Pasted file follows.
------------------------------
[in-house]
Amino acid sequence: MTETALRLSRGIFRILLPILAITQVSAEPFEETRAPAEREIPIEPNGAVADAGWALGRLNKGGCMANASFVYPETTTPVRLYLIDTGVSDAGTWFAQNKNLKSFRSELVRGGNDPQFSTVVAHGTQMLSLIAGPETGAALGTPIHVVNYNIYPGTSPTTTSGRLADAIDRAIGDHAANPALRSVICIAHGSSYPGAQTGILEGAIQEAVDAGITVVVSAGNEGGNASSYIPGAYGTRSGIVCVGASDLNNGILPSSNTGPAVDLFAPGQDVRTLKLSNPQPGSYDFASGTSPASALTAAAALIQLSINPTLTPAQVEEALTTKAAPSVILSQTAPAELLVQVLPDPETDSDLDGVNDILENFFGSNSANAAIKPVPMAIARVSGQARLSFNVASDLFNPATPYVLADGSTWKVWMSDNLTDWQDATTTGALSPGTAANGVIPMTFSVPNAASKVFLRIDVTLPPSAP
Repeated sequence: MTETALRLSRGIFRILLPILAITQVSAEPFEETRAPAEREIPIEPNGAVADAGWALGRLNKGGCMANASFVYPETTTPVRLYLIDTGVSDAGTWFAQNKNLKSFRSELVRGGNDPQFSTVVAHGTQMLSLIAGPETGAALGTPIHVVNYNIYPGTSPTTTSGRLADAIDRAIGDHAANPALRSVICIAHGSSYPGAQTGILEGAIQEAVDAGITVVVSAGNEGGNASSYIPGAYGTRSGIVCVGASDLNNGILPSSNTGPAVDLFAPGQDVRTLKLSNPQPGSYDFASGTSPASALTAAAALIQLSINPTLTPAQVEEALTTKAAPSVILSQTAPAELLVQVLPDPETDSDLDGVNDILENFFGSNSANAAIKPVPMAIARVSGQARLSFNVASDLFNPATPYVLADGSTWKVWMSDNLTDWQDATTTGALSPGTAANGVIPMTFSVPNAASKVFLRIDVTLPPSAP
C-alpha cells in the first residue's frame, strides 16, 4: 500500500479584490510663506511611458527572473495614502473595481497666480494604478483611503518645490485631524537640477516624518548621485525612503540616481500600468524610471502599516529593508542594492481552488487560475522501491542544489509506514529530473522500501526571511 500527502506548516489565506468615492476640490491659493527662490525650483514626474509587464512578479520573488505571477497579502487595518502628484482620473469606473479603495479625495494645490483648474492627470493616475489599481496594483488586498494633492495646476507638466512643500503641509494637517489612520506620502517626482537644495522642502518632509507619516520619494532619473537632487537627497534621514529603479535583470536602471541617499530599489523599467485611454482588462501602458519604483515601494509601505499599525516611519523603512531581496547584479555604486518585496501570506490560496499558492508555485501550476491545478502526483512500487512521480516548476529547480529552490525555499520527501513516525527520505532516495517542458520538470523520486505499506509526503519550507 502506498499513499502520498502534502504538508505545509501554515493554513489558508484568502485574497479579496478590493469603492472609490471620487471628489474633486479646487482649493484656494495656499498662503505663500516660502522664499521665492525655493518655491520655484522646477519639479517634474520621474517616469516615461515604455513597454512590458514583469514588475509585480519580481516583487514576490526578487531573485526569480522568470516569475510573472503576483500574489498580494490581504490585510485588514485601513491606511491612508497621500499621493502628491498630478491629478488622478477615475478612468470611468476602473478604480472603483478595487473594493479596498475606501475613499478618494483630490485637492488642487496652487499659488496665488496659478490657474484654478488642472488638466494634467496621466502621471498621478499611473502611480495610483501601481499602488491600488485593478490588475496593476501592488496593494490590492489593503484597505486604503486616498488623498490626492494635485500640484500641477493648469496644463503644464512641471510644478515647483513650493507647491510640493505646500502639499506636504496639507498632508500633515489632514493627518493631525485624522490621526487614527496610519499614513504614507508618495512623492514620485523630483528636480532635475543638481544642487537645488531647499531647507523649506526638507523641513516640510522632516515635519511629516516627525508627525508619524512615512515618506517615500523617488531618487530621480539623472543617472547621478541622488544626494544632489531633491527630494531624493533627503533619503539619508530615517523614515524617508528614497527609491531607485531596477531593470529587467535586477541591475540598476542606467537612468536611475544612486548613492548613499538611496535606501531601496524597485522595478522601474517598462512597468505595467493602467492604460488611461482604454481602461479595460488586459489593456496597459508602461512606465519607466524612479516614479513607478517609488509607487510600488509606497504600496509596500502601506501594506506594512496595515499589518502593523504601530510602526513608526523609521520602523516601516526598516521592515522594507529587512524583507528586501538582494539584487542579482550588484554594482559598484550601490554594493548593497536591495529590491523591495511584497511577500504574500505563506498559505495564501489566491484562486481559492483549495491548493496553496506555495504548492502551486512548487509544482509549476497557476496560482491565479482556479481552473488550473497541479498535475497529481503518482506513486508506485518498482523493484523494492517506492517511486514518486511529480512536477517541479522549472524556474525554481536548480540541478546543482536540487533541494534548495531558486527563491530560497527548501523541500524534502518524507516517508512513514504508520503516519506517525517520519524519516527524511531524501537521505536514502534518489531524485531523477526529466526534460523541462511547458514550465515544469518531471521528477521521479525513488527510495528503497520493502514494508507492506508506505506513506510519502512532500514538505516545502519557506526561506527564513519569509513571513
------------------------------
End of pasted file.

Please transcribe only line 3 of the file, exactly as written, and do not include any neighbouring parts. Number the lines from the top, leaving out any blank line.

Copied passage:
Repeated sequence: MTETALRLSRGIFRILLPILAITQVSAEPFEETRAPAEREIPIEPNGAVADAGWALGRLNKGGCMANASFVYPETTTPVRLYLIDTGVSDAGTWFAQNKNLKSFRSELVRGGNDPQFSTVVAHGTQMLSLIAGPETGAALGTPIHVVNYNIYPGTSPTTTSGRLADAIDRAIGDHAANPALRSVICIAHGSSYPGAQTGILEGAIQEAVDAGITVVVSAGNEGGNASSYIPGAYGTRSGIVCVGASDLNNGILPSSNTGPAVDLFAPGQDVRTLKLSNPQPGSYDFASGTSPASALTAAAALIQLSINPTLTPAQVEEALTTKAAPSVILSQTAPAELLVQVLPDPETDSDLDGVNDILENFFGSNSANAAIKPVPMAIARVSGQARLSFNVASDLFNPATPYVLADGSTWKVWMSDNLTDWQDATTTGALSPGTAANGVIPMTFSVPNAASKVFLRIDVTLPPSAP